What a fascinating exploration and discovery is The Sacrificial Wind, this small hard diamond of a piece by Lorna Shaughnessy, which I directed at the New Theatre Space at the National University of Ireland Galway, which is shortly to be revived for the Cuirt International Festival of literature 2017 and playing in the Town Hall Studio Galway from the 25th-28th April .Tickets available at http://www.cuirt.ie or http://www.tht.ie
It is an absolutely thrilling piece to revisit.
Like all Greek theatre, Lorna Shaughnessy’s examination of the characters around the story of Iphigenia in Aulis asks big questions; in this case about our sense of helplessness in the wake of war and cruelty, our collusion in those events and our sense of shame in that collusion. It asks what can artists do to affect these horrors? What have we to offer? It takes us through a panoply of heroes, soldiers and victims and all in fifty minutes and with three performers. Interestingly one of the rules of the Ancient Greek Tragic competitions was that there were only three actors who played all the speaking roles.
What’s interesting about working with a set of poems as opposed to a play, even when the poems are dramatic, is that the structure is more subtle like music and we have to understand that. Each poem is like an aria , changing the energy and movement of the piece suddenly for two or three minutes before a new character twists the story, often violently, in another direction. This is incredibly challenging for both actors and director as each poem exudes its own particular atmosphere. A number of the poems, like the final set where the family and the playwright Euripides are all devastated by the sacrifice of Iphigenia, work together as a distinct musical movement.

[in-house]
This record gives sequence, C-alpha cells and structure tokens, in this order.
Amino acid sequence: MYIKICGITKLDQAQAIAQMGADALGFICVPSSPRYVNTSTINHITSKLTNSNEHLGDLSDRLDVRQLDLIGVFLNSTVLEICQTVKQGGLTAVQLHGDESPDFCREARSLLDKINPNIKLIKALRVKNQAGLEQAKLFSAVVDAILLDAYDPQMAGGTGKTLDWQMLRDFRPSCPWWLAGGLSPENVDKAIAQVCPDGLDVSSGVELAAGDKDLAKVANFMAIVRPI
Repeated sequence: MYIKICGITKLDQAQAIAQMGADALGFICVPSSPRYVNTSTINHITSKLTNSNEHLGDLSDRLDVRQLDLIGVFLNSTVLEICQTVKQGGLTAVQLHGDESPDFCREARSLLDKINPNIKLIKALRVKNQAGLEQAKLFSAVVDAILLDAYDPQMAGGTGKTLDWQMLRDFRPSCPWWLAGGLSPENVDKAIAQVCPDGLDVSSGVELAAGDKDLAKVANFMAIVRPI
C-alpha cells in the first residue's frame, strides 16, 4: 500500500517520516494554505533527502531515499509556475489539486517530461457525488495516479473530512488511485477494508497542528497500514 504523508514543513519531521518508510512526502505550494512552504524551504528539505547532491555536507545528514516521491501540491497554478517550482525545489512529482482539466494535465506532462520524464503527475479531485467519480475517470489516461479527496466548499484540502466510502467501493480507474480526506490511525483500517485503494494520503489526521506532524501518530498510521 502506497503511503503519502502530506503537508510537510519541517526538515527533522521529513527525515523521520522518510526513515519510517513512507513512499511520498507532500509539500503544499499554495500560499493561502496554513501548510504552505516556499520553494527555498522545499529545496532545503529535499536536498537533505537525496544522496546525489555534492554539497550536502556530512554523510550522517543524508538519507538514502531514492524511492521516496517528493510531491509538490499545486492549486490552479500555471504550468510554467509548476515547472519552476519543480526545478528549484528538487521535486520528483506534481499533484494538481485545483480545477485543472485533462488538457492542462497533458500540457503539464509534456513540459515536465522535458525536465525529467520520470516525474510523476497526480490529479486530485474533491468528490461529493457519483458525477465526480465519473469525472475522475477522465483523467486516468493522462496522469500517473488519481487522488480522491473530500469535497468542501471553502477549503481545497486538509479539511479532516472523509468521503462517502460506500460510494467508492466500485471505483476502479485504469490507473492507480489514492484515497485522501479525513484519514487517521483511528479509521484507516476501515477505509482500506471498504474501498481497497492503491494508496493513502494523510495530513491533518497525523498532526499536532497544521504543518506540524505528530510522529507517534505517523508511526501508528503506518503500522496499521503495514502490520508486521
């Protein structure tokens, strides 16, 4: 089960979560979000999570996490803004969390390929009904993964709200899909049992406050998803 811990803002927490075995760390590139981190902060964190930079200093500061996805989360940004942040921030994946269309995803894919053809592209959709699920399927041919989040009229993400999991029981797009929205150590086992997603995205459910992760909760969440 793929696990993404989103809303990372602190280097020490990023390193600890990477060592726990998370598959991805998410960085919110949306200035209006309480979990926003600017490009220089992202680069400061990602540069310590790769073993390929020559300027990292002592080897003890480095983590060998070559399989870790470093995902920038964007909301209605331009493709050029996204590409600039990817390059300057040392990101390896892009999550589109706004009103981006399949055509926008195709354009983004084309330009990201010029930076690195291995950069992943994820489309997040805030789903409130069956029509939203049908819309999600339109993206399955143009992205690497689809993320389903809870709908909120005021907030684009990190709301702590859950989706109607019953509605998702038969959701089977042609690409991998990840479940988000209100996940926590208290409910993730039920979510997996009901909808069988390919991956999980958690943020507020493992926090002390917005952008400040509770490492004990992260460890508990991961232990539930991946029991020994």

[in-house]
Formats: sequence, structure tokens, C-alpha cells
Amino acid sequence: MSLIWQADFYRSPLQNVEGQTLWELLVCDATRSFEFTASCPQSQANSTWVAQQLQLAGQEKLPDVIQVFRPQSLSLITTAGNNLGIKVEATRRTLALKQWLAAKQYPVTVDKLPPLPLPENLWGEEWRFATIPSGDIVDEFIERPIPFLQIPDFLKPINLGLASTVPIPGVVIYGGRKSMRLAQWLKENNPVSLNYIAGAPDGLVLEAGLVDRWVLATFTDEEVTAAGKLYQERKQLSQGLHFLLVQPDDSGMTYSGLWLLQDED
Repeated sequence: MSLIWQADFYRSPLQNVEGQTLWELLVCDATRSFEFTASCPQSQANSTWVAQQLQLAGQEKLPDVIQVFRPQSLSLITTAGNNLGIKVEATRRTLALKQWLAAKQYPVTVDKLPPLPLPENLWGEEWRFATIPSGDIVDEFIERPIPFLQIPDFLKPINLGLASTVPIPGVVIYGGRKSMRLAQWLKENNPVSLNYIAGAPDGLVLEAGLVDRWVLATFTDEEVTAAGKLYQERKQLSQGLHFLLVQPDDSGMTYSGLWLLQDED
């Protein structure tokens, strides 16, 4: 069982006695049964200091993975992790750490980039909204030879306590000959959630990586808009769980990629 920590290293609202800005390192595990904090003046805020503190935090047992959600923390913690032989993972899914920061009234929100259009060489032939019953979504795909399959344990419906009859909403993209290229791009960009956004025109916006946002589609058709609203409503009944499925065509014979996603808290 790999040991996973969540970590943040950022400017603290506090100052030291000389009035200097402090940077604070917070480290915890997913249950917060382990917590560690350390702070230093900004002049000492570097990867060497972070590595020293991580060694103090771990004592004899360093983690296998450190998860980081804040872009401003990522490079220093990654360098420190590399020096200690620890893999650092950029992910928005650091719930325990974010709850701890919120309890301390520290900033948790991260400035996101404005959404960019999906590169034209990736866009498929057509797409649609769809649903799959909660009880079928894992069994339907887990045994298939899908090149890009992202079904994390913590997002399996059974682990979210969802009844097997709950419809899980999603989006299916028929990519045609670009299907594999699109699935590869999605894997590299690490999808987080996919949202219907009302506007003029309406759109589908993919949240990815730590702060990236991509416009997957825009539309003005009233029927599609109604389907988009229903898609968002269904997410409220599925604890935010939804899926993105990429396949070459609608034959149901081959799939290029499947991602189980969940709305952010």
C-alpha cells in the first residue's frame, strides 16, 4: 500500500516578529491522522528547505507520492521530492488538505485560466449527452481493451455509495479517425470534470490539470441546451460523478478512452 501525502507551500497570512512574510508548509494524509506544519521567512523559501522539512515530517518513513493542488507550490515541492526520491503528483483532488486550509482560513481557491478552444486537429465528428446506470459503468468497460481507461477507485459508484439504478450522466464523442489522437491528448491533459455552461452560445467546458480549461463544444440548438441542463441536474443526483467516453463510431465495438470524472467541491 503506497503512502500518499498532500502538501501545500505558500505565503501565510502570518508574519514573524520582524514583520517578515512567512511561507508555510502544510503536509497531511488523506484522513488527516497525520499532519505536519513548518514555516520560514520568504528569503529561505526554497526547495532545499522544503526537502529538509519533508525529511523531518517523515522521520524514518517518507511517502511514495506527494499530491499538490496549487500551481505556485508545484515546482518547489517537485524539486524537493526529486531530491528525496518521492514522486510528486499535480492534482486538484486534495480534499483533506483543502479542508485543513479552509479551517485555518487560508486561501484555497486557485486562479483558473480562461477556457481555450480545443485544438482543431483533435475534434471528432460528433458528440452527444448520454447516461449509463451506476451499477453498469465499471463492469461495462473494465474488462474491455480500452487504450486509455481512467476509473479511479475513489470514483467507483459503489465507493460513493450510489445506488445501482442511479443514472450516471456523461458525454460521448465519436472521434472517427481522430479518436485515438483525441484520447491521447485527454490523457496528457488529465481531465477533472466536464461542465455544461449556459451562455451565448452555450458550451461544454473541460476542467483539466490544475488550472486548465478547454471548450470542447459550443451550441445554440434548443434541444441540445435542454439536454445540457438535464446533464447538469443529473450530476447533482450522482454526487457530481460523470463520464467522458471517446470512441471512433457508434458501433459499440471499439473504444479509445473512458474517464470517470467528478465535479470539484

So unlike a conventional play where the structure of the story limits the choices to a certain extent, a body of poems has a much more serpentine structure with many more possibilities. It means you could go on and on and on exploring but we had a short time frame. The poems gradually revealed themselves . We had not only to consider character but, like a song, a style of delivery which depended on how each poem was written. this work was greatly enhanced by the soundscapes of Aranos, and lighting by Bryan Rabbitte.
One thing I ditched very early on was the idea that any of the pieces would take place as ‘scenes’. The characters addressed only the audience. This did not mean that the other performers did not support the main actor but the principal acting partner was always the audience. This kept both a feel of Greek drama and a palpable collusion in the audience as to the Sacrifice and other decisions that the characters made. It was very direct.
This is not the same as doing a monologue to the audience, much beloved device of many modern playwrights, but a more Shakespearean take where the audience are asked to consider their role in the actions of the play . Shakespeare monologues are less reflective and more active. they are asking questions. Look at the ‘It must be by his death’ Brutus soliloquy in Julius Caesar for one of many examples . I was very aware of how our crisis – riven world is provoking the very kind of questions the characters ask.
Thanks also to Catherine Denning, Michael Irwin and Orla Tubridy , the actors, who made such an incredible job of the work.